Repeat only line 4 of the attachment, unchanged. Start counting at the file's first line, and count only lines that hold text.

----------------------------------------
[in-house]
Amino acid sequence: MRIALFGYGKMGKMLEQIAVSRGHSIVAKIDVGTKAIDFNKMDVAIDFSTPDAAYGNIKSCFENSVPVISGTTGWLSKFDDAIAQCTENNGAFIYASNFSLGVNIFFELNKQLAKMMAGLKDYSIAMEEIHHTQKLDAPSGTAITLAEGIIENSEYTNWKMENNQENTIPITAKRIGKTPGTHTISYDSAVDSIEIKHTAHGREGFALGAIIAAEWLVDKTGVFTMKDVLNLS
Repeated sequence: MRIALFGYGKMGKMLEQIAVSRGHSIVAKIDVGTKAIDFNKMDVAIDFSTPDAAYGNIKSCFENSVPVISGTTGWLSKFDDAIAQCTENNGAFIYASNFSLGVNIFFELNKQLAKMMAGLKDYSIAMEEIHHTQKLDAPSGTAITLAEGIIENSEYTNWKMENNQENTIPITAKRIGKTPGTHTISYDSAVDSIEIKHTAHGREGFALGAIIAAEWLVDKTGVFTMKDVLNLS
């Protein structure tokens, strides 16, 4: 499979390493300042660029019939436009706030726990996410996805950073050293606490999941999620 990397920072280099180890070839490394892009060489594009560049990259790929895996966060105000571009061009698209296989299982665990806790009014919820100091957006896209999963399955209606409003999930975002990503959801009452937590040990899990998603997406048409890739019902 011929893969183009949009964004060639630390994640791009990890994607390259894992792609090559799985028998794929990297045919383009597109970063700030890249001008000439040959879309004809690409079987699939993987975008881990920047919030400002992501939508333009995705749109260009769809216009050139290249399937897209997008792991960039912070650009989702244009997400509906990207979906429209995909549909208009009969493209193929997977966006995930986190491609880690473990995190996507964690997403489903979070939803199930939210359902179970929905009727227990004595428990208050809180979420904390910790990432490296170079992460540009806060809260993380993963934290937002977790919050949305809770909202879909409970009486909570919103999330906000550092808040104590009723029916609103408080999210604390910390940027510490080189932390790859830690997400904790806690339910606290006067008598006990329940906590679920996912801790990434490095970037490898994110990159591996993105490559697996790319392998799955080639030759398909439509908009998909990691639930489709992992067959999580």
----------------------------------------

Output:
């Protein structure tokens, strides 16, 4: 499979390493300042660029019939436009706030726990996410996805950073050293606490999941999620 990397920072280099180890070839490394892009060489594009560049990259790929895996966060105000571009061009698209296989299982665990806790009014919820100091957006896209999963399955209606409003999930975002990503959801009452937590040990899990998603997406048409890739019902 011929893969183009949009964004060639630390994640791009990890994607390259894992792609090559799985028998794929990297045919383009597109970063700030890249001008000439040959879309004809690409079987699939993987975008881990920047919030400002992501939508333009995705749109260009769809216009050139290249399937897209997008792991960039912070650009989702244009997400509906990207979906429209995909549909208009009969493209193929997977966006995930986190491609880690473990995190996507964690997403489903979070939803199930939210359902179970929905009727227990004595428990208050809180979420904390910790990432490296170079992460540009806060809260993380993963934290937002977790919050949305809770909202879909409970009486909570919103999330906000550092808040104590009723029916609103408080999210604390910390940027510490080189932390790859830690997400904790806690339910606290006067008598006990329940906590679920996912801790990434490095970037490898994110990159591996993105490559697996790319392998799955080639030759398909439509908009998909990691639930489709992992067959999580």